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The main focus of this week was a presentation to the class about our work so far.


This included stringing up my model of paper pockets and setting up a washing line of handkerchiefs.



Visited sunny but misty St Andrews today. Included a trip to the St Andrews Museum to see Cycling up the hill with my dad – a collaboration between father and daughter, David (ceramicist) and Claire Heminsley (textile and mixed media artist).

I was particularly taken with Claire’s textile pieces made from felted jumpers.


And her interpretation of her late father’s pottery tools:


in wire:


and in paper:


Having got comfortable with transferring images onto the fabric for my handkerchiefs I started experimenting with using paper tissues (for my modern day bag contents). This included printing onto the tissue (2 seconds only) and trapping images by sewing them between each layer. I especially like the idea of scrunching them up as if they have been discarded at the bottom of a bag.

I also experimented with creating lace edgings for my existing hankies using soluble fabric:


The full range including paper tissues with ipods, credit cards and make-up


I was delighted to be invited to display my wares at the Queen Bea headquarters today as part of the Courtyard Collective’s Christmas Market. It was held in Julie’s house and attracted lots of people who are actually interested in and value crafts, and were warmed up by festive mince pies and mulled wine.


Again it was a fantastic opportunity to meet people including Katie Cooke, Sarah-Jane at Sunflower Arts, Hannah Ayr, Suzanne at Suzanne Smith Design and Carla at Madame Plastique – as well as make a couple of purchases (a coptic bound sketch book) and a swap of a knitted bowl for a gorgeous daisy chain necklace.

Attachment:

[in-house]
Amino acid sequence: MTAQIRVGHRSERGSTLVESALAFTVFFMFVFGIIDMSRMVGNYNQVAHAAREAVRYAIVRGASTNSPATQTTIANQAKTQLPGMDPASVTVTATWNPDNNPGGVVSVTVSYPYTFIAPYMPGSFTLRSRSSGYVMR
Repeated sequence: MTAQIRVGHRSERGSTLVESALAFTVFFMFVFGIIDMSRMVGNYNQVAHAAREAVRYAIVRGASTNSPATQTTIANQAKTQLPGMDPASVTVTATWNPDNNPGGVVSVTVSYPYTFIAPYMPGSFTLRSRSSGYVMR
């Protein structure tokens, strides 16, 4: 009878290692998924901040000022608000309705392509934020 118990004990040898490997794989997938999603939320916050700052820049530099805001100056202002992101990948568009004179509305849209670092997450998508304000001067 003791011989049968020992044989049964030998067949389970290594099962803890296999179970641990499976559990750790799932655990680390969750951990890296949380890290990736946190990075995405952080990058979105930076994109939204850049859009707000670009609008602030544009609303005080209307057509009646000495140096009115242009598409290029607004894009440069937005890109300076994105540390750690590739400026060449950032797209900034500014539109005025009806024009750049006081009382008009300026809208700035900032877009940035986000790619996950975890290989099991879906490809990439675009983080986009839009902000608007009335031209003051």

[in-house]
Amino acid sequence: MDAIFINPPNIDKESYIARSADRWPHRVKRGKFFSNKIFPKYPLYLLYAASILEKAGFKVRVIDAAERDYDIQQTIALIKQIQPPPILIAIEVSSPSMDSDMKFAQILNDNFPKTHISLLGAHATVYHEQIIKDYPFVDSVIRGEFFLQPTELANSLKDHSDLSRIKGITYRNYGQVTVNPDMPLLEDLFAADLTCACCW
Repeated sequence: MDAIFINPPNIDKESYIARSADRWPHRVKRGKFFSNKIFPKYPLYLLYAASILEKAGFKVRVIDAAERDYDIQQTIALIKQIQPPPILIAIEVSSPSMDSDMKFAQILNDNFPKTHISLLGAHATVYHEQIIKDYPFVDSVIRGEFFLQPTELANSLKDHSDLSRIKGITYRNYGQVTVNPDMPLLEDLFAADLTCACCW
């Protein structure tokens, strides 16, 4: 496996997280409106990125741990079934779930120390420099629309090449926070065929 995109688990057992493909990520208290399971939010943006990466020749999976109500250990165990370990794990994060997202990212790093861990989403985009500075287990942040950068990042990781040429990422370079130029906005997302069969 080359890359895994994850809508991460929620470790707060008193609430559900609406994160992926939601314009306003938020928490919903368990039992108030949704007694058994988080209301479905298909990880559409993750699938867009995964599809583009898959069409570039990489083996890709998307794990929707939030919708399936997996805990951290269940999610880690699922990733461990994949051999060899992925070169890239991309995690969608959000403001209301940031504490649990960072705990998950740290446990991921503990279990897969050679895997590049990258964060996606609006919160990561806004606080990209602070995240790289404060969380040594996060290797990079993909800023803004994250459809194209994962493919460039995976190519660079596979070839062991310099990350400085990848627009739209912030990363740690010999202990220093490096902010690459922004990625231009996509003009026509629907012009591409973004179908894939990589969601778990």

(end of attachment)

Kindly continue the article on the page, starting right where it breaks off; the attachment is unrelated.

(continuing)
I also found out about the Glasgow Craft Mafia which has been set up to promote craft and creativity in Glasgow. It was inspired by a model originally set up in Austin, Texas as part of the Austin Craft Mafia. This includes selling events and workshops, with every member contributing the skills that they are best able to offer – marketing, web site design, time, teaching etc etc.

Definitely time for something similar to be set up on the east coast of Scotland….

Had a week of experiments looking at weaving sticks – using plastic bags and string of course…

I have also decided to make a series of handkerchiefs listing and representing the contents of a typical woman in 1945 and 1998. To do this I am looking to transfer images onto fabric. My experiments included:

  • Painting a fresh photocopy with acetone (super drug basic nail-varnish remover – £1.15), leaving it for 5 minutes, and then putting the paper on top of the cloth and placing it under the heat press for up to one minute.
  • Thickly painting a fresh photocopy with a mixture of equal parts white spirit and water with a slug of washing up liquid. Again the saturated paper was placed under the heat press for up to one minute. NB – this process was pretty smelly, however the results were far more successful than with the acetone
  • hankie.jpg
  • Dylons image maker in a tube (£3.99 for enough for 2 A4 sheets). This involves painting a photocopy with the paste and leaving it for at least 4 hours until dry. A sponge is then used to saturate the paper image and to begin to gently rub it off. When the top layer of paper is removed the cloth then needs to dry again, and then a sponge is used to rub off the final layer.
  • image-maker.jpg

Conclusion – the white spirit mixture was cheap and effective but still resulted in a good antique looking image. Despite being more expensive and taking longer the image maker resulted in the most true image compared to the original. I just need to decide which effect will work best for my hankies. Perhaps antique for 1945 and image maker for 1998?